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OOP Basics - Shared Methods
by Ged Mead | Published  08/13/2010 | .NET Newbie | Rating:
Ged Mead

Ged Mead (XTab) is a Microsoft Visual Basic MVP who has been working on computer software and design for more than 25 years. His journey has taken him through many different facets of IT. These include training as a Systems Analyst, working in a mainframe software development environment, creating financial management systems and a short time spent on military laptop systems in the days when it took two strong men to carry a 'mobile' system.

Based in an idyllic lochside location in the West of Scotland, he is currently involved in an ever-widening range of VB.NET, WPF and Silverlight development projects. Now working in a consultancy environment, his passion however still remains helping students and professional developers to take advantage of the ever increasing range of sophisticated tools available to them.

Ged is a regular contributor to forums on vbCity and authors articles for DevCity. He is a moderator on VBCity and the MSDN Tech Forums and spends a lot of time answering technical questions there and in several other VB forum sites. Senior Editor for DevCity.NET, vbCity Developer Community Leader and Admin, and DevCity.NET Newsletter Editor. He has written and continues to tutor a number of free online courses for VB.NET developers.

 

View all articles by Ged Mead...
Introduction

Being a developer is all about making decisions and in the context of this Chess Club project, here's a decision that needs to be made.  As part of the working application, you need to know the age of club members. Perhaps the club will have different levels of membership with different fees depending on the level – Juniors, Seniors, Veterans, and so on. 

One choice you can make here is to decide is whether it would be better to use a property or a method in your class.     As the class designer, you could choose to include an Age property.  This would enable you to persist this data, but there is a potential danger.  Age, by definition changes every day (and seemingly changes faster, the older you get!).    So if you were to store a record of each instance’s age value, you'd need to build in a mechanism for checking regularly that someone hasn’t aged a year since the last time you checked, otherwise your data will be incorrect, and they'd be in the wrong category.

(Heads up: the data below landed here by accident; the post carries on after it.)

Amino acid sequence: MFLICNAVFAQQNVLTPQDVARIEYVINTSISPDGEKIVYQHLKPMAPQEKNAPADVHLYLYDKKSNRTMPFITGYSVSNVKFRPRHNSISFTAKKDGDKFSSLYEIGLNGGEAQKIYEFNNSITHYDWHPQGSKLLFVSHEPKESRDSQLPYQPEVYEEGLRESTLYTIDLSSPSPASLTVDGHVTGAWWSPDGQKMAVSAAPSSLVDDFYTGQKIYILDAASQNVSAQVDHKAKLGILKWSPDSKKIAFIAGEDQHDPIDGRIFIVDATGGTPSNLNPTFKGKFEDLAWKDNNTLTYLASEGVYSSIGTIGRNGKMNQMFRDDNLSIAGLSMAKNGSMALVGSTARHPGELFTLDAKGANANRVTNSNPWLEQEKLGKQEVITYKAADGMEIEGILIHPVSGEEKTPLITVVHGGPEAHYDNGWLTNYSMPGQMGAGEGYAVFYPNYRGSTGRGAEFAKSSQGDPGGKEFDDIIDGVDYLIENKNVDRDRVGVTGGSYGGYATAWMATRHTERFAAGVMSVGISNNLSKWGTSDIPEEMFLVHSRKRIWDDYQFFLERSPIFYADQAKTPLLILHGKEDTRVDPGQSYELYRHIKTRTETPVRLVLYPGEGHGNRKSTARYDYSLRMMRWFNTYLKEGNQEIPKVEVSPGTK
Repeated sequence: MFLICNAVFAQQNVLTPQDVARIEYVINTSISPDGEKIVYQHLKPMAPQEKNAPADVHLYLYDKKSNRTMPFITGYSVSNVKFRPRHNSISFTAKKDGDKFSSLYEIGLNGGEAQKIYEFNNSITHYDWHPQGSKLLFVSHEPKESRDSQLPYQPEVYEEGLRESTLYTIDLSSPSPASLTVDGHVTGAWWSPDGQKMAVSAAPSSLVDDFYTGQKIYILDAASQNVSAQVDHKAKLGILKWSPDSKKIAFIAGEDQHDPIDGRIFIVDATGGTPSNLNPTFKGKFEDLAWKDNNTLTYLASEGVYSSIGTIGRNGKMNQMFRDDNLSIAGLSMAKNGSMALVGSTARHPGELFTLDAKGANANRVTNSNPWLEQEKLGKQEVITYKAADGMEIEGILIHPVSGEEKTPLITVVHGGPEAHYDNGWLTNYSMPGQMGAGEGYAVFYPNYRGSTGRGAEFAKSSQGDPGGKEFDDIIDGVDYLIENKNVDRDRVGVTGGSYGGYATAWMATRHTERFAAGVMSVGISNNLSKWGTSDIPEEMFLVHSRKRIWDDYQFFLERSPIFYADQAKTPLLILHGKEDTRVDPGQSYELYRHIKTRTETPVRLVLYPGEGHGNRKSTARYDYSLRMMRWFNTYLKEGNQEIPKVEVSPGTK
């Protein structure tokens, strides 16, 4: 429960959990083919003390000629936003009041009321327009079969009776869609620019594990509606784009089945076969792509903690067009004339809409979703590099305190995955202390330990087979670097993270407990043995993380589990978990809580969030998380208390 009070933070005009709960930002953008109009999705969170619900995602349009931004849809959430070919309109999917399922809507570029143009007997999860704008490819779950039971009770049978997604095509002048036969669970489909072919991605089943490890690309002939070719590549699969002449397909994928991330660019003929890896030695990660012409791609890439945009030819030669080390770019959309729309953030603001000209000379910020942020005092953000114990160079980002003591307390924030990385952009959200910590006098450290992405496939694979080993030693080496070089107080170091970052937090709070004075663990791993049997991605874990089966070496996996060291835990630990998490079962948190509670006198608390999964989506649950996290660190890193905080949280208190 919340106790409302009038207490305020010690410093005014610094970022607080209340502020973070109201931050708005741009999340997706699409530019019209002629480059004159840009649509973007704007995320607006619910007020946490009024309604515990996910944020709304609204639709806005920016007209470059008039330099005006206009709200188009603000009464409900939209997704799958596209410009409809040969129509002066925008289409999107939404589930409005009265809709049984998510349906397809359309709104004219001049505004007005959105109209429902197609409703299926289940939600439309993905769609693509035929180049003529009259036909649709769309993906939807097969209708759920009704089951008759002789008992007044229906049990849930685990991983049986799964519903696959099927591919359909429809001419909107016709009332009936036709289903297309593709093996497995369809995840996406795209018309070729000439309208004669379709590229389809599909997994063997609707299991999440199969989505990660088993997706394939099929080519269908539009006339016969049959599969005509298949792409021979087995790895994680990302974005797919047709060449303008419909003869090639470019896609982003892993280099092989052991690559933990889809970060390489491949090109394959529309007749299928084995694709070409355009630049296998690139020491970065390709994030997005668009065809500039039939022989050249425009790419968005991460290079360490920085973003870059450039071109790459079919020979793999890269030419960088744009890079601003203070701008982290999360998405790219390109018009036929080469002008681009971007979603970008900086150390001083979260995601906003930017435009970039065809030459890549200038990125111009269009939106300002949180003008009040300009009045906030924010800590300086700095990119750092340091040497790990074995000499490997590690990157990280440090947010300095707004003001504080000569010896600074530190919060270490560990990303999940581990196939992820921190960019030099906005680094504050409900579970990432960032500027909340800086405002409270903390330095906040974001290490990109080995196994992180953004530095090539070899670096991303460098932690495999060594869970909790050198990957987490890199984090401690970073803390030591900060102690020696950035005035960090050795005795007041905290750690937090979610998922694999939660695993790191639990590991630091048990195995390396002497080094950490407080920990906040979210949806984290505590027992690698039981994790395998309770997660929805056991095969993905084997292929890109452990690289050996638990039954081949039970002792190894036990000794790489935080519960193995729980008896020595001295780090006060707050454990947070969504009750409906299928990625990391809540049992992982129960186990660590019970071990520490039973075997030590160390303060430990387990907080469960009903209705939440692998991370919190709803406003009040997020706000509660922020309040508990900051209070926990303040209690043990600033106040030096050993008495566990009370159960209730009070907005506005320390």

If you decided to create an Age property, then you have a further decision: will this be a property of the Person class, the ClubMember class or both?  

On the other hand, if you decide to create a method that calculates the age dynamically, again you need to decide the most useful and logical place to have it.    

    Your final decision will depend a great deal on your assessment of how your class will be used.   The fact is that in many cases there simply isn’t one sure-fire correct answer. 

A Shared Method

In earlier articles in this series, you've seen how to create properties and methods.  In the case of methods, this was the ToString method of the Person class.   This was an Overridden method, overriding the method in the System.Object parent class.       So you already have enough knowledge to select and implement any of those choices mentioned above.   

In this article, simply because it adds another element to your skill set, I'm going to take a slightly different route.   We'll create a new method, but will make it a Shared method.

Here’s one way of thinking about Shared methods.   Ask yourself this question:  Is it really necessary to create a whole new instance of the Person class or the ClubMember class in order to calculate an age?      

 If the answer to this question is no, then you may find that creating a Shared method to calculate an age will meet your needs perfectly.  

The key point to note about a Shared method is that it isn’t necessary to call it via an instance of the class.    In other words, if the Person class has a method named CalculateAge then it isn’t necessary to write this kind of code:

 

You don't need to create an instance of the Person class in order to access the CalculateAge method, because the method is Shared

You'll have already used Shared methods in your projects.  For example, if you've ever sorted an array with:

   Array.Sort(MyArray)

or you've deleted a file with:

   File.Delete(

"C:\Data\OldFile.txt")

then you've used a shared method.

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